Who is a member?
Our members are the local governments of Massachusetts and their elected and appointed leadership.
The MMA is monitoring a number of bills that seek to address early and accurate diagnosis of post traumatic stress, proper treatment, access to care, and mental health care delivery for law enforcement officers and veterans suffering from post-traumatic stress.
Bills filed by Rep. Paul Brodeur (H. 1701), Rep. Colleen Garry (H. 1714), Rep. Peter Durant (H. 2060), and Sen. Barry Finegold (S. 2164) all would establish a commission to study PTSD and make recommendations, including identifying impediments to accessing programs and treatment, determining the best practices and policies in other states, monitoring research and support activities across the Commonwealth, developing a plan to improve health outcomes, and improving public awareness of post-traumatic stress.
Municipal employers share these goals because they are concerned about employee welfare and because post-traumatic stress often manifests in the workplace. Besides handling symptoms of post-traumatic stress and any ensuing workplace incidents, municipal employers are responsible for managing a wide array of benefits and systems that can be used to address the challenges presented by post-traumatic stress, including the provision of health insurance and employee assistance programs, administration of the state’s injured-on-duty and personnel laws, implementation of modified work schedules, disability retirement, and more.
None of the bills, however, include a municipal seat on a commission. The MMA is lobbying for two seats – one for the MMA and one for the Massachusetts Municipal Management Association – to ensure that cities and towns are appropriately recognized and engaged as essential stakeholders.
Municipal employers should be involved in studying the research and best practices, identifying and resolving impediments to accessing treatment, and developing recommendations that can lead to better outcomes for employees. The MMA argues that a commission cannot be successful without a complete understanding of the municipal perspective and the experience and expertise that municipal employers would bring as stakeholders.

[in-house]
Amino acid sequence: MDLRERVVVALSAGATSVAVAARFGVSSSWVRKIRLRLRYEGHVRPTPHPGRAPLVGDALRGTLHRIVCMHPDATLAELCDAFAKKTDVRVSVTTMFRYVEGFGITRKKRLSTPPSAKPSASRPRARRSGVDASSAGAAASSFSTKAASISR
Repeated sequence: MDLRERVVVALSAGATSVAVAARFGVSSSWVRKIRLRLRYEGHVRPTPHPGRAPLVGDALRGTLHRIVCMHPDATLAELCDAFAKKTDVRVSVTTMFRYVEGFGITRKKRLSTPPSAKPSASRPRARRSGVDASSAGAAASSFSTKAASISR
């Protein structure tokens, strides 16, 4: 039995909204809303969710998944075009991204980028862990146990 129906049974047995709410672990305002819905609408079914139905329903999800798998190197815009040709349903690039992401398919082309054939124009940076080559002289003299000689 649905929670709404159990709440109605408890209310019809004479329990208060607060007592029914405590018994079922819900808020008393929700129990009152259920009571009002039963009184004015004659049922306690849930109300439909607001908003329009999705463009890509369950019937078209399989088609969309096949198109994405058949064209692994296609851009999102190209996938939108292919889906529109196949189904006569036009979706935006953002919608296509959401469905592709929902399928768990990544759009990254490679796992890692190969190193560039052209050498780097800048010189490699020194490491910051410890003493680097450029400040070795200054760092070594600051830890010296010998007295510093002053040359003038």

Recognizing the importance of mental wellness and suicide prevention training for law enforcement officers, the MMA is supporting a bill filed by Sen. Michael Moore (S. 1445) that would require the municipal police training commission to develop a mental wellness and suicide prevention training program for its recruit basic training and in-service training curricula. The two-hour course would develop healthy coping skills to manage the stress of policing and training to identify the signs of post-traumatic stress and suicidal behaviors. It would require all sworn members of the Massachusetts State Police, and any officer of an agency certified by the Massachusetts police training committee, including municipal police departments, to complete the training annually. The bill would require payment of regular wages during the training and authorize removal of officers who fail to complete it.
The MMA supports further research into post-traumatic stress and the establishment of a commission to facilitate better outcomes, but strongly opposes bills that would extend accidental disability benefits or injured-on-duty pay via a blanket presumption that deems PTSD to have occurred on the job without evidence of actual causation. Municipal police departments are hiring veterans who may have experienced trauma during service and who may have been discharged without proper support or access to treatment, so it’s important to have an understanding of the origins and nature of the trauma.
The presumption bills would be extremely costly for municipalities and local taxpayers and would increase the unfunded pension and other post-employment benefits liabilities in communities across the state, with a disproportionate impact on small towns.
The bills would also siphon valuable resources from proactive measures and policies that municipalities would prefer to facilitate and that can establish better outcomes for law enforcement officers dealing with post traumatic stress, like early and accurate diagnosis, best practices for treatment and access to care, and mental health care delivery.